My standing for elections is not opportunistic.
It is based on the principle of representing Batswana whom I feel are marginalised, disadvantaged and whose livelihoods are plagued by high level of poverty, not the people who are likely to vote for me.
I am not into representation for votes but to better the lives of Ngamiland community.
Q: But you have family to support, how will you survive in case you lose?
I quit public service at the upper middle management level where I was assured of a salary and job security, and went into politics to represent people.
The issue of how I will live is not the basis of my judgement of life but my principles are based on human equality and the future that will bring better lives to Batswana not to my life.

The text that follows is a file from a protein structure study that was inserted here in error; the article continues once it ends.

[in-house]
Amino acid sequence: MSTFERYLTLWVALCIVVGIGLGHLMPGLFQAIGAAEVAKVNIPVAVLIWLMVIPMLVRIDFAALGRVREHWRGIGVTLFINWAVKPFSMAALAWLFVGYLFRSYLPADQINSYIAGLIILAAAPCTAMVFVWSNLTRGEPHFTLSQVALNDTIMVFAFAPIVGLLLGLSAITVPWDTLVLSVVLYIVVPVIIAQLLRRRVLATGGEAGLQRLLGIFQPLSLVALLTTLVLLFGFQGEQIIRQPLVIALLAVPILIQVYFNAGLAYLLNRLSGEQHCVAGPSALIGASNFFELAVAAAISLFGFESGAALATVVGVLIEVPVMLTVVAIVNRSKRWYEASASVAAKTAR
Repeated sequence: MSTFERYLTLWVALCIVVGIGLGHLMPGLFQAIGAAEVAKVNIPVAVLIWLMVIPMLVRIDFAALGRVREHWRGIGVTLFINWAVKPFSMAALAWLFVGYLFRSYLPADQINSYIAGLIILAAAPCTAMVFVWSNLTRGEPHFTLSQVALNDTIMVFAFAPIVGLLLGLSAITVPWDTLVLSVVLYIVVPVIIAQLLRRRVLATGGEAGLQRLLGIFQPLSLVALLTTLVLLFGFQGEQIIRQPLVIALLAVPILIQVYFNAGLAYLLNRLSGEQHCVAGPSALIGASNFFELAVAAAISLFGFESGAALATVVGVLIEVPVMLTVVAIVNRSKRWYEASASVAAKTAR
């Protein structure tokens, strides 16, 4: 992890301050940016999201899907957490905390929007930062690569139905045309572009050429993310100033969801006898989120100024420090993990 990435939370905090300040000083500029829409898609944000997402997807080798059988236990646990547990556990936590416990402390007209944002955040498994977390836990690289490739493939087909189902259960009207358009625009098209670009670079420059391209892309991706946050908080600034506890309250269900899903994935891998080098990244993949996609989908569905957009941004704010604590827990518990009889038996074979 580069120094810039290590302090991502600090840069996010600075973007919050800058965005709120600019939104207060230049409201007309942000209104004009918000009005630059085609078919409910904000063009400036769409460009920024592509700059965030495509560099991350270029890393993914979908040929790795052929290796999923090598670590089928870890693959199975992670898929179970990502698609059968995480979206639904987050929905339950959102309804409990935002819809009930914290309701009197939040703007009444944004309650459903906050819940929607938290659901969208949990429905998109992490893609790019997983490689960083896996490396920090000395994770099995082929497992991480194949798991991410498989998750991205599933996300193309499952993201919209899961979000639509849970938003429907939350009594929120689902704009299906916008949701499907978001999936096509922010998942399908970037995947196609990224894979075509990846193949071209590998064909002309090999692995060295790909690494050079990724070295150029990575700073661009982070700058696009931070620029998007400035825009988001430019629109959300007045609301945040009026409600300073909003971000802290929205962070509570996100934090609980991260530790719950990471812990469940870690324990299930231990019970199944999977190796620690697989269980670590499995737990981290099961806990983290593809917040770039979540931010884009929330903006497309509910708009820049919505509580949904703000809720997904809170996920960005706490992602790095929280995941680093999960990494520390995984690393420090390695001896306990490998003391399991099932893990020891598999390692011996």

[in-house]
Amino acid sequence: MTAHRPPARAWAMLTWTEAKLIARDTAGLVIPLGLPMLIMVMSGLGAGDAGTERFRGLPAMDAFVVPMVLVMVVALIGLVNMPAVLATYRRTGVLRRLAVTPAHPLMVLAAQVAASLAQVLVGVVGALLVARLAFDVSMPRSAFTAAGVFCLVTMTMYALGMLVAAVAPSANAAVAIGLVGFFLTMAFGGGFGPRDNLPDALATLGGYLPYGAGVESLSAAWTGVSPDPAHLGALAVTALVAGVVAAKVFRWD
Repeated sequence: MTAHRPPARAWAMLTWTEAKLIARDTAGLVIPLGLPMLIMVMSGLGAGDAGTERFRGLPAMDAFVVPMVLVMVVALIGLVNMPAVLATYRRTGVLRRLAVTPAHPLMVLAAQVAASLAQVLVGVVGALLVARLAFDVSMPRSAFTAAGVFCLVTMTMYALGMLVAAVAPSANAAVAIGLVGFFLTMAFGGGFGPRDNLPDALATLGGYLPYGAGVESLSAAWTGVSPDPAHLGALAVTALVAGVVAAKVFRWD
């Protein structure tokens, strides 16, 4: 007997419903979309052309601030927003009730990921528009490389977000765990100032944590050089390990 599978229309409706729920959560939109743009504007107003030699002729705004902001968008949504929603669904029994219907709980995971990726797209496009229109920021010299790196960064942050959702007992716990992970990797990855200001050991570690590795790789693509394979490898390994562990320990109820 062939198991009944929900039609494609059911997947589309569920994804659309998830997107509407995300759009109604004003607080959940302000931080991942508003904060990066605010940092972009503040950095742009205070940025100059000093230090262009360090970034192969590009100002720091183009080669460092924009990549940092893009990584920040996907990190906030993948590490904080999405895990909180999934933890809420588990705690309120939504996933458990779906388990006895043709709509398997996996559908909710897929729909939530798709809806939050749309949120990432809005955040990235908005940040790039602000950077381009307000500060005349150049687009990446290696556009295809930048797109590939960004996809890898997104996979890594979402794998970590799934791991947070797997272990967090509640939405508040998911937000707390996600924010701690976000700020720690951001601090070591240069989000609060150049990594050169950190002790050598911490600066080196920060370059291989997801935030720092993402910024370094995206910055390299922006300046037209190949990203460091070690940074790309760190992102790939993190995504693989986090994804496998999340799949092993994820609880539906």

I did not join politics for a job but quit a job for politics so that my people can have a better representation which is lacking so far.
Q: What developments do you want to bring to Maun East?
The livelihood of the Maun East people relies heavily on the beef industry and the government of the day policies are killing the beef industry.
I have to be at the forefront to fight that. There is need of three more primary schools (Khwai, Sixaxa and Boseja South), three Junior Schools at Shorobe, Disana and Xhabara.
An additional Senior School in Maun is needed. Levels of unemployment amongst the youth is very high.
There is need of processing and manufacturing industries to curb that.
I will fight against removal of people from fertile land (Khwai, Sixaxa and Mababe) to pave way for Okavango Development Management Plan.